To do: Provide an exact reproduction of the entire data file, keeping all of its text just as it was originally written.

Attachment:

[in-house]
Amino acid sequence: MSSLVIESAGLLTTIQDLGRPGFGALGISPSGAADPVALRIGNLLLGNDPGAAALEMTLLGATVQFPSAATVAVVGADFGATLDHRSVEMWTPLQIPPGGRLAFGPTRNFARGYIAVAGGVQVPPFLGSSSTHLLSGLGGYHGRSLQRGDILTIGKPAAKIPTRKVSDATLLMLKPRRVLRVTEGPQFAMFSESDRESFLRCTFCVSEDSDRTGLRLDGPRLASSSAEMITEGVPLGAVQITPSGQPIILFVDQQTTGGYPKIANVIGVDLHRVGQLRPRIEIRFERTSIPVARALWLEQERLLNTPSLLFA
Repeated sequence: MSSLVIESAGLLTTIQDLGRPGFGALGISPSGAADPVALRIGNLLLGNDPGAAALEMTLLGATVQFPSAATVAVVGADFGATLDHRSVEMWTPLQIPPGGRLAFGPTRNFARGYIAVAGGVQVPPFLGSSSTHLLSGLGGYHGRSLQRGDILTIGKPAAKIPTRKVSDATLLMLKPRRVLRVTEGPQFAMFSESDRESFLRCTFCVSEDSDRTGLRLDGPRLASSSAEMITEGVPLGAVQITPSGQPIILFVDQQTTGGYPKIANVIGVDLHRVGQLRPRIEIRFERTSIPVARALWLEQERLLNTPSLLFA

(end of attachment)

[in-house]
Amino acid sequence: MSSLVIESAGLLTTIQDLGRPGFGALGISPSGAADPVALRIGNLLLGNDPGAAALEMTLLGATVQFPSAATVAVVGADFGATLDHRSVEMWTPLQIPPGGRLAFGPTRNFARGYIAVAGGVQVPPFLGSSSTHLLSGLGGYHGRSLQRGDILTIGKPAAKIPTRKVSDATLLMLKPRRVLRVTEGPQFAMFSESDRESFLRCTFCVSEDSDRTGLRLDGPRLASSSAEMITEGVPLGAVQITPSGQPIILFVDQQTTGGYPKIANVIGVDLHRVGQLRPRIEIRFERTSIPVARALWLEQERLLNTPSLLFA
Repeated sequence: MSSLVIESAGLLTTIQDLGRPGFGALGISPSGAADPVALRIGNLLLGNDPGAAALEMTLLGATVQFPSAATVAVVGADFGATLDHRSVEMWTPLQIPPGGRLAFGPTRNFARGYIAVAGGVQVPPFLGSSSTHLLSGLGGYHGRSLQRGDILTIGKPAAKIPTRKVSDATLLMLKPRRVLRVTEGPQFAMFSESDRESFLRCTFCVSEDSDRTGLRLDGPRLASSSAEMITEGVPLGAVQITPSGQPIILFVDQQTTGGYPKIANVIGVDLHRVGQLRPRIEIRFERTSIPVARALWLEQERLLNTPSLLFA